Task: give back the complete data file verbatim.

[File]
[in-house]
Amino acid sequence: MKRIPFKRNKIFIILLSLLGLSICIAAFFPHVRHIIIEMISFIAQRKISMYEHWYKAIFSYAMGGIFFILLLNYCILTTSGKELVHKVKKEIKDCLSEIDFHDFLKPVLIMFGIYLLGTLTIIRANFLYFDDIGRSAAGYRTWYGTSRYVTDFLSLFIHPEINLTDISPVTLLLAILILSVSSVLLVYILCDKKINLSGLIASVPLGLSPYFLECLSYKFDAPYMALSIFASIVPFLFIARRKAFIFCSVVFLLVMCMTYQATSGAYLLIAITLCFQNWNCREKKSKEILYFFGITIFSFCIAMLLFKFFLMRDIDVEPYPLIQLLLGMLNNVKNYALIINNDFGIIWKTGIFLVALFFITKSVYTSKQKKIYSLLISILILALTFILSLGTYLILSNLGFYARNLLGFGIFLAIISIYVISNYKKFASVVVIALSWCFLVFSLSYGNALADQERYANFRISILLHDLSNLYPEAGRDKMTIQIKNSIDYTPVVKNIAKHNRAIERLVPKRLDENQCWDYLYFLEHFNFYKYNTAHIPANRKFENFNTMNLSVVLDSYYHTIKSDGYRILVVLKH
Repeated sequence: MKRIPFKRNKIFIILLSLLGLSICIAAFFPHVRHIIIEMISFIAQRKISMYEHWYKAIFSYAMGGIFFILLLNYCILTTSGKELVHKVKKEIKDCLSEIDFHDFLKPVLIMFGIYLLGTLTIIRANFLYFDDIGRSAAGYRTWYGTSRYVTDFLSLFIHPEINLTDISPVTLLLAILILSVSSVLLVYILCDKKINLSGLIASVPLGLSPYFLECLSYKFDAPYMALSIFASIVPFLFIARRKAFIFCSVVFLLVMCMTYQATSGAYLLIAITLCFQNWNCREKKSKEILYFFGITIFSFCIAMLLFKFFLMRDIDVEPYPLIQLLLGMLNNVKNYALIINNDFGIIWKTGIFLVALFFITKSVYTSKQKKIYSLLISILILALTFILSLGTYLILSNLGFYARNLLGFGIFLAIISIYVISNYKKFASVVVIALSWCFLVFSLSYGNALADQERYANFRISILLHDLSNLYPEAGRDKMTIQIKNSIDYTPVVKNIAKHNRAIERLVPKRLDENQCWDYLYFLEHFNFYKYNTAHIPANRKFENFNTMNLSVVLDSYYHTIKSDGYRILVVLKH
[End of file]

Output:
[in-house]
Amino acid sequence: MKRIPFKRNKIFIILLSLLGLSICIAAFFPHVRHIIIEMISFIAQRKISMYEHWYKAIFSYAMGGIFFILLLNYCILTTSGKELVHKVKKEIKDCLSEIDFHDFLKPVLIMFGIYLLGTLTIIRANFLYFDDIGRSAAGYRTWYGTSRYVTDFLSLFIHPEINLTDISPVTLLLAILILSVSSVLLVYILCDKKINLSGLIASVPLGLSPYFLECLSYKFDAPYMALSIFASIVPFLFIARRKAFIFCSVVFLLVMCMTYQATSGAYLLIAITLCFQNWNCREKKSKEILYFFGITIFSFCIAMLLFKFFLMRDIDVEPYPLIQLLLGMLNNVKNYALIINNDFGIIWKTGIFLVALFFITKSVYTSKQKKIYSLLISILILALTFILSLGTYLILSNLGFYARNLLGFGIFLAIISIYVISNYKKFASVVVIALSWCFLVFSLSYGNALADQERYANFRISILLHDLSNLYPEAGRDKMTIQIKNSIDYTPVVKNIAKHNRAIERLVPKRLDENQCWDYLYFLEHFNFYKYNTAHIPANRKFENFNTMNLSVVLDSYYHTIKSDGYRILVVLKH
Repeated sequence: MKRIPFKRNKIFIILLSLLGLSICIAAFFPHVRHIIIEMISFIAQRKISMYEHWYKAIFSYAMGGIFFILLLNYCILTTSGKELVHKVKKEIKDCLSEIDFHDFLKPVLIMFGIYLLGTLTIIRANFLYFDDIGRSAAGYRTWYGTSRYVTDFLSLFIHPEINLTDISPVTLLLAILILSVSSVLLVYILCDKKINLSGLIASVPLGLSPYFLECLSYKFDAPYMALSIFASIVPFLFIARRKAFIFCSVVFLLVMCMTYQATSGAYLLIAITLCFQNWNCREKKSKEILYFFGITIFSFCIAMLLFKFFLMRDIDVEPYPLIQLLLGMLNNVKNYALIINNDFGIIWKTGIFLVALFFITKSVYTSKQKKIYSLLISILILALTFILSLGTYLILSNLGFYARNLLGFGIFLAIISIYVISNYKKFASVVVIALSWCFLVFSLSYGNALADQERYANFRISILLHDLSNLYPEAGRDKMTIQIKNSIDYTPVVKNIAKHNRAIERLVPKRLDENQCWDYLYFLEHFNFYKYNTAHIPANRKFENFNTMNLSVVLDSYYHTIKSDGYRILVVLKH